Just when it seemed that TV money was drying up with ESPN’s parent company, Disney, pulling back on college sports television right fees, newcomer Fox Sports has jumped into the television rights business with the Big 10. According to CBS Sports, the new broadcast rights fees between Fox Sports and the B1G is worth $250 million to the conference schools for half of their television rights over a 6-year contract. The Big Ten’s reported new deal with Fox would go through the 2022-23 season. It also includes more of the conference’s basketball and football games on Fox, Fox Sports 1 and FS2.
Expect the other half of the Big 10 sports inventory to go for another $250 million – half a billion dollars in all. According to SB Nation , $250 million is about what the Pac-12 will get in 2019 for all of their TV rights. This deal is a huge win for Big Ten athletic departments, especially in the face of concerns that cable-cutting would limit the growth of future TV revenues. The other major conferences won’t get a chance to renegotiate their deals until later in the 2020s – so if the market doesn’t turn for the worse, the Big Ten gets the last big TV payday in the sport.
Some of the conference’s newer members will get partial shares of the new deal but the agreement could mean as much as $60 million dollars to some of the conference members during the term of the agreement. That by any measure is a lot of cash.
The B1G athletic departments are likely to be flush with cash for coaches’ salaries, cost of attendance (CoA) payments to all revenue and non-revenue producing sports, scholarships, capital improvements, coaches’ recruiting travel, advertising and promotion, team travel, and equipment and uniforms. While a major portion of their cash influx will go directly to football, there will be plenty of additional cash to pour into other sports as well.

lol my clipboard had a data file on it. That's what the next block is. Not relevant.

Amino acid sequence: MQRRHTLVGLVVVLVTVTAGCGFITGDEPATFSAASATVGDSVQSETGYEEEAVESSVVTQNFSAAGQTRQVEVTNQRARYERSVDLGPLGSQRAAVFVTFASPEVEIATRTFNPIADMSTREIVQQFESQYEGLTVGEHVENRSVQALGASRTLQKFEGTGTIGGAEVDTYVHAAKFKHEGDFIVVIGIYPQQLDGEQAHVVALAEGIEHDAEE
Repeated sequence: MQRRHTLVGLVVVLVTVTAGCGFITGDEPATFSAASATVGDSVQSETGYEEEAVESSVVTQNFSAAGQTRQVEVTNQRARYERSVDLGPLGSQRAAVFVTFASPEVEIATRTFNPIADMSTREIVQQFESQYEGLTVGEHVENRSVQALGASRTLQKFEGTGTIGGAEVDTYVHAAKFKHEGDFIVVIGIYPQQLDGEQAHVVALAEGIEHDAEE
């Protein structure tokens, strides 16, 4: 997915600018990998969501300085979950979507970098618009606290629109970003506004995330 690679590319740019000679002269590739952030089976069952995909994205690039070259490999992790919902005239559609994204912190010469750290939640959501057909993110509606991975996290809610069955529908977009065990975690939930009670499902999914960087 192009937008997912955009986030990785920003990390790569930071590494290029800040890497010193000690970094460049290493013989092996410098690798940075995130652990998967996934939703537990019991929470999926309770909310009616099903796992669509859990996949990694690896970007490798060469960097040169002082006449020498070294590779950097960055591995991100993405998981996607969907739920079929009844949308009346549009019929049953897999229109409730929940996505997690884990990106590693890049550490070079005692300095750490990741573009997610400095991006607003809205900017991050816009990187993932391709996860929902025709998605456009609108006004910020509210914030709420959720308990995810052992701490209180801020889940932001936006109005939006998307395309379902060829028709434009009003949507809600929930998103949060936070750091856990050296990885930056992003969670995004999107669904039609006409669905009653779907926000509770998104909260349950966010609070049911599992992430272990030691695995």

On the other hand, this may be the last big television rights payday for college sports. The biggest issue facing the Big 10 may come in six years when their rich Fox Sports contract expires and they have to tighten their belts in an ever-changing television rights environment.
So, what does this mean to Denver?
Denver will have to play smart off the field and play to their strengths – desirable location, academic reputation, an excellent athletics administration, quality coaching, good facilities, and judiciously manage the athletics budget. Moving men’s basketball to a money making or revenue-neutral endeavor will certainly help Denver’s athletic department. Soccer and volleyball both seem to have a growing following and may continue to cover a greater portion of their costs. Also, Denver can offer cost of attendance (CoA) payments strategically to land targeted recruits. However, DU will never be able to match payments to all athletes and sports under their current operating model.
While Denver, rightfully, looks to fully fund capital projects before beginning construction, donor fundraising will continue to be an important factor to complete critical capital projects like the hockey locker room expansion and, potentially, expanding seating at Peter Barton Stadium. If DU had more conference money flooding in the front door, those projects would be easily funded with that TV money. Instead, DU will be continue to look for donors, both big and small, to fuel much-needed capital improvements (including renovating the Peter Barton press box…hint hint).